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Infants express non-verbal sympathy for others in distress

Date:
June 12, 2013
Source:
Public Library of Science
Summary:
Infants as young as ten months old express sympathy for others in distress in non-verbal ways, according to new research.

Researchers showed infants an aggressive 'social interaction' between a blue ball that attacked and violently crushed a yellow cube and found that the babies preferentially reached for the victim rather than the aggressor.
Credit: Kanakogi Y, Okumura Y, Inoue Y, Kitazaki M, Itakura S (2013) Rudimentary Sympathy in Preverbal Infants: Preference for Others in Distress. PLOS ONE 8(6): e65292. doi:10.1371/journal.pone.0065292

Infants as young as ten months old express sympathy for others in distress in non-verbal ways, according to research published June 12 in the open access journal PLOS ONE by Yasuhiro Kanakogi and colleagues from Kyoto University and Toyohashi University of Technology, Japan.

Infants at this age are known to assign goals and intentions to geometric figures; hence the researchers used a series of animated sequences to test infants' responses to aggression. In their experiments, researchers showed infants an aggressive 'social interaction' between a blue ball that attacked and violently crushed a yellow cube and found that the babies preferentially reached for the victim rather than the aggressor. Infants' behavior remained consistent when the roles of the shapes were reversed and when a neutral, non-aggressive shape was introduced in the video, suggesting that their preference for the victim was not out of fear of the aggressive shape.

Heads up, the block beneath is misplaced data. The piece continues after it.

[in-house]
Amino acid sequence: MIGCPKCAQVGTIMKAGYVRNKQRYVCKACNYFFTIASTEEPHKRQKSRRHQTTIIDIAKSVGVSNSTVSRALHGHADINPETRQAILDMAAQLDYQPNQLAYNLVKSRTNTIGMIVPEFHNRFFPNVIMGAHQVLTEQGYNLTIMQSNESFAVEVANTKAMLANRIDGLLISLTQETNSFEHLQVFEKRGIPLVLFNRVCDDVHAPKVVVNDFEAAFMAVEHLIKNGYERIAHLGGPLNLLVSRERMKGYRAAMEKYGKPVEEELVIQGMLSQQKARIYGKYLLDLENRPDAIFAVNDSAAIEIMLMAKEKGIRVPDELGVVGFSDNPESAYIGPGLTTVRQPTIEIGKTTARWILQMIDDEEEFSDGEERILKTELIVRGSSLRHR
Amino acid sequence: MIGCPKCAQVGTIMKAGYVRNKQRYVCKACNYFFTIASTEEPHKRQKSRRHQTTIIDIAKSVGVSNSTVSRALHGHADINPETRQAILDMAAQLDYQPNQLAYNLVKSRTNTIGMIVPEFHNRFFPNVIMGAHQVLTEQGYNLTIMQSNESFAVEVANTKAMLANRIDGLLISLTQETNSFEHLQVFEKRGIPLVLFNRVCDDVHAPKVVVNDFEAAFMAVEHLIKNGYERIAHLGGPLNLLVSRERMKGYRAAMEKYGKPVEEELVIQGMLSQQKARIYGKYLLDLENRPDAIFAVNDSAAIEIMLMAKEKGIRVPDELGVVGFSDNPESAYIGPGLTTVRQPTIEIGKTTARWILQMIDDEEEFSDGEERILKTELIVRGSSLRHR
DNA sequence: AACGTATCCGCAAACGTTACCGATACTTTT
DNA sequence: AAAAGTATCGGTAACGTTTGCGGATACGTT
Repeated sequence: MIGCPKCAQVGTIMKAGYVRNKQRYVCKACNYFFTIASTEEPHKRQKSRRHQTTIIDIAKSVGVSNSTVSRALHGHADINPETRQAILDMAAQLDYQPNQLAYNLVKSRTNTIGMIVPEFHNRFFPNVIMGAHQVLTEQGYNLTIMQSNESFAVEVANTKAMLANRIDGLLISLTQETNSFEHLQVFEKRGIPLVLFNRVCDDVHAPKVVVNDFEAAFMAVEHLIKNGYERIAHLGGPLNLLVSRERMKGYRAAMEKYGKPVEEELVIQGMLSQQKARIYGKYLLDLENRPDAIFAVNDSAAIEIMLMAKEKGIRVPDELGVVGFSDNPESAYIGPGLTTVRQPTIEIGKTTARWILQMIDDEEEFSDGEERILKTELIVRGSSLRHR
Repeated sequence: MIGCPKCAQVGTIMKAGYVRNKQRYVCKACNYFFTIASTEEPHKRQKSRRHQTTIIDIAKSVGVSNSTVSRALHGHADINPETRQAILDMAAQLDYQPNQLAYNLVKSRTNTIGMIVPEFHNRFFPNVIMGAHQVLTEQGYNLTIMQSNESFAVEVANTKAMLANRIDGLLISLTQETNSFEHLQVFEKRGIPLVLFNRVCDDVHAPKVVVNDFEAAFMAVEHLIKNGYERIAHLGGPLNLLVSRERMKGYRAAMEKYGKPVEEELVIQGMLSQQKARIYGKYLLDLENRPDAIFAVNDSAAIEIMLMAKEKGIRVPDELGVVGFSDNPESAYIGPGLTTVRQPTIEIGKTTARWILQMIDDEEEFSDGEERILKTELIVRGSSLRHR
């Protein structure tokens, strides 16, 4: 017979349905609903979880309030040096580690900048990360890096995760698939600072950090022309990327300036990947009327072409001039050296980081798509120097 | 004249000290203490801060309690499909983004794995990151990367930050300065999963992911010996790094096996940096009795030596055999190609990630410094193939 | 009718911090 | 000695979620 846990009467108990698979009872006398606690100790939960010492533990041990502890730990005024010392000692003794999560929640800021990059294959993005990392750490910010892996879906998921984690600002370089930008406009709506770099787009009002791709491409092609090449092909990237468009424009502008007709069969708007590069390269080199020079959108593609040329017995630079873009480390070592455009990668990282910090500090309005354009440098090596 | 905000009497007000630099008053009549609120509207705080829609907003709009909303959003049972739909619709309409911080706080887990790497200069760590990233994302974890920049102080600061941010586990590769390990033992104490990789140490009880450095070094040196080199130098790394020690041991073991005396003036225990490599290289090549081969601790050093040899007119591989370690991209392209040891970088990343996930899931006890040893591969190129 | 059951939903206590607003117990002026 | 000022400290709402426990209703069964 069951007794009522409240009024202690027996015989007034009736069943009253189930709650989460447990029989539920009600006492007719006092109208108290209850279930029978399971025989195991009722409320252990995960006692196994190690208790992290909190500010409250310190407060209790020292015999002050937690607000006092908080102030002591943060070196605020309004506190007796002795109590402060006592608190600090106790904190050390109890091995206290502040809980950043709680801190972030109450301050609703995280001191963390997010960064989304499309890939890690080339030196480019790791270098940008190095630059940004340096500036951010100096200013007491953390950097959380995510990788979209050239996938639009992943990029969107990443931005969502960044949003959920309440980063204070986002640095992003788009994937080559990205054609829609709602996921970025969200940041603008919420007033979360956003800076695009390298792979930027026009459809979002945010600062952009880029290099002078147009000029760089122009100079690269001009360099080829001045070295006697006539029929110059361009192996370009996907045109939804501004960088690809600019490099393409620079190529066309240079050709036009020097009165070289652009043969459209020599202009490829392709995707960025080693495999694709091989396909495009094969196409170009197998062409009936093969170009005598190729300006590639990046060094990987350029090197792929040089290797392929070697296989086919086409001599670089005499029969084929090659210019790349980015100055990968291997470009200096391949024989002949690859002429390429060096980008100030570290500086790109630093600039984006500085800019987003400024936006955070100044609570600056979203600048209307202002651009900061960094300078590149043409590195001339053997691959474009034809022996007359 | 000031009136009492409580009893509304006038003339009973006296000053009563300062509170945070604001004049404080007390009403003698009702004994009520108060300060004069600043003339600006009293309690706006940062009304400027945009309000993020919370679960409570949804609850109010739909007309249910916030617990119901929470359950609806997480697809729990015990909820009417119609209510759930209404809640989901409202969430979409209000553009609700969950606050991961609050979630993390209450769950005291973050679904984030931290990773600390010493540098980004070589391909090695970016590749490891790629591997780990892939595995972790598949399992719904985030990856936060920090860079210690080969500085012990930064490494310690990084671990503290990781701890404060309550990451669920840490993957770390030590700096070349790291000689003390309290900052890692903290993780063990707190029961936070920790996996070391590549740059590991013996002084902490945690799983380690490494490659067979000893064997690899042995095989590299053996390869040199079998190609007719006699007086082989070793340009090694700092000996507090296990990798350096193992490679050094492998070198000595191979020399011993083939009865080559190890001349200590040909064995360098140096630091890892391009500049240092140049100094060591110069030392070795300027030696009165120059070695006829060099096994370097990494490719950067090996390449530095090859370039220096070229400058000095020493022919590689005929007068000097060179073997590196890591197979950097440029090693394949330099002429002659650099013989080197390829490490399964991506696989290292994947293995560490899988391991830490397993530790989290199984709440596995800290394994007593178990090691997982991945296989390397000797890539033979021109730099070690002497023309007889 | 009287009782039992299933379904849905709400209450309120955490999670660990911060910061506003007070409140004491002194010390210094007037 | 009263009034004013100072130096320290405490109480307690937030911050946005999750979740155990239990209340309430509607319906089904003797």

Based on these observations, the authors conclude, "Ten-month olds not only evaluate the roles of victims and aggressors in interactions but also show rudimentary sympathy toward others in distress based on that evaluation. This simple preference may function as a foundation for full-fledged sympathetic behavior later on."


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The above story is based on materials provided by Public Library of Science. Note: Materials may be edited for content and length.


Journal Reference:

  1. Yasuhiro Kanakogi, Yuko Okumura, Yasuyuki Inoue, Michiteru Kitazaki, Shoji Itakura. Rudimentary Sympathy in Preverbal Infants: Preference for Others in Distress. PLoS ONE, 2013; 8 (6): e65292 DOI: 10.1371/journal.pone.0065292

Cite This Page:

Public Library of Science. "Infants express non-verbal sympathy for others in distress." ScienceDaily. ScienceDaily, 12 June 2013. <www.sciencedaily.com/releases/2013/06/130612173320.htm>.
Public Library of Science. (2013, June 12). Infants express non-verbal sympathy for others in distress. ScienceDaily. Retrieved August 30, 2014 from www.sciencedaily.com/releases/2013/06/130612173320.htm
Public Library of Science. "Infants express non-verbal sympathy for others in distress." ScienceDaily. www.sciencedaily.com/releases/2013/06/130612173320.htm (accessed August 30, 2014).

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